Microsoft Office Tutorials and References
In Depth Information
Working with Chart Axes
You can, of course, override this automatic behavior and specify your own minimum, maximum,
major unit, minor unit, and cross-over for any value axis. You set these specifications by right-clicking
on the axis and selecting Format Axis. This will activate the Format Axis dialog box shown in
Figure 7-18. Use the settings under Axis Options to customize the axis as needed.
Figure 7-18: The Axis Options tab of the Format Axis dialog box.
A category axis does not have a scale because it displays arbitrary category names. For a
category axis, the Axis Options tab of the Format Axis dialog box displays a number of
other options that determine the appearance and layout of the axis.
Adjusting the scale of a value axis can dramatically affect the chart’s appearance. Manipulating the
scale, in some cases, can present a false picture of the data. Figure 7-19 shows two line charts that
depict the same data. The top chart uses Excel’s default axis scale values, which extend from 8,000 to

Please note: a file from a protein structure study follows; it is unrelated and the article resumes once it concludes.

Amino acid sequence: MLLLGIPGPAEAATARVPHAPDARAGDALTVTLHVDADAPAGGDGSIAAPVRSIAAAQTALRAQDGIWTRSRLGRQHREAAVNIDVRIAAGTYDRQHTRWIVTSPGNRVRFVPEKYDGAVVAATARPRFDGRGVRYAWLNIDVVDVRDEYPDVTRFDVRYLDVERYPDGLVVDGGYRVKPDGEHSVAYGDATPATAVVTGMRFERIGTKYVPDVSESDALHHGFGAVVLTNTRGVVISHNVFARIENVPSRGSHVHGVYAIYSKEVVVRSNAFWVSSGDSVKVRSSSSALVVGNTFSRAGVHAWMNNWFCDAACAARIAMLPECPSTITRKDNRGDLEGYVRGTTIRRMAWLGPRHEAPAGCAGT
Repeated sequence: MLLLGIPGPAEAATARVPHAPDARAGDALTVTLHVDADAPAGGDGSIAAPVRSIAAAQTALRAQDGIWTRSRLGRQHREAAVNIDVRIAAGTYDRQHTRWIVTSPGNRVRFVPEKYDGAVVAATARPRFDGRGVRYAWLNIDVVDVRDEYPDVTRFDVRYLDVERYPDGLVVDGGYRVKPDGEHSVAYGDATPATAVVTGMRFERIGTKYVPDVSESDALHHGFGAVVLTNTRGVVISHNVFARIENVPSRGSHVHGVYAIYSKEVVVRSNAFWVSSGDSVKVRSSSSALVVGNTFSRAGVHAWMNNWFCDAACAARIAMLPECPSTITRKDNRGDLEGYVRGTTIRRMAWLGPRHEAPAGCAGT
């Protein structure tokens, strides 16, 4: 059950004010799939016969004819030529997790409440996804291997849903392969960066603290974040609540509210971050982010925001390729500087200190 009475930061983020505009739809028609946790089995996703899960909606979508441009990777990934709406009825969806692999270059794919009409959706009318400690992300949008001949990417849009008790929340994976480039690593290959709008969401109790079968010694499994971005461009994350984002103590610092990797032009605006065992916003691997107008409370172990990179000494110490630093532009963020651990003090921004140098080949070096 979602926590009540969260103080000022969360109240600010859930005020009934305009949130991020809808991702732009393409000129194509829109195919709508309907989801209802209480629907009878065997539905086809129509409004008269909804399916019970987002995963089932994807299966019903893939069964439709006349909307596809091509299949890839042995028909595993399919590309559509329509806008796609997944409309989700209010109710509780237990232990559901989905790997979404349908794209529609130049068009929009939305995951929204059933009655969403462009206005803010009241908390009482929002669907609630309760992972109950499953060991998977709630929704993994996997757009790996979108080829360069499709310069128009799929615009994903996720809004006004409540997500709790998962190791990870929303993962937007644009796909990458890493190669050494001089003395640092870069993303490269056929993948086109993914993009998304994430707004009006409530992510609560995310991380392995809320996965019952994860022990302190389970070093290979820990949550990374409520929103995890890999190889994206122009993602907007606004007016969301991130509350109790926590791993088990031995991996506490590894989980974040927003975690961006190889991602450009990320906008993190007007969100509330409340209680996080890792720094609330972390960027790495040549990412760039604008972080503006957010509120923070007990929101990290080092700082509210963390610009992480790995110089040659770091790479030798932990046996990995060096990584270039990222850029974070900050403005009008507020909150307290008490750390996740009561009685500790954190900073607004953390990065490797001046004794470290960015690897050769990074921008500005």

9,200. In the bottom chart, the Minimum scale value was set to 0, and the Maximum scale value was
set to 10,000. A casual viewer might draw two very different conclusions from these charts. The top
chart makes the differences in the data seem more prominent. The lower chart gives the impression
that not much change has occurred over time.
The actual scale that you use depends on the situation. There are no hard-and-fast rules regarding
setting scale values, except that you shouldn’t misrepresent data by manipulating the chart to prove
a point that doesn’t exist. In addition, most agree that the value axis of a bar or column chart should
always start at zero (and even Excel follows that rule).
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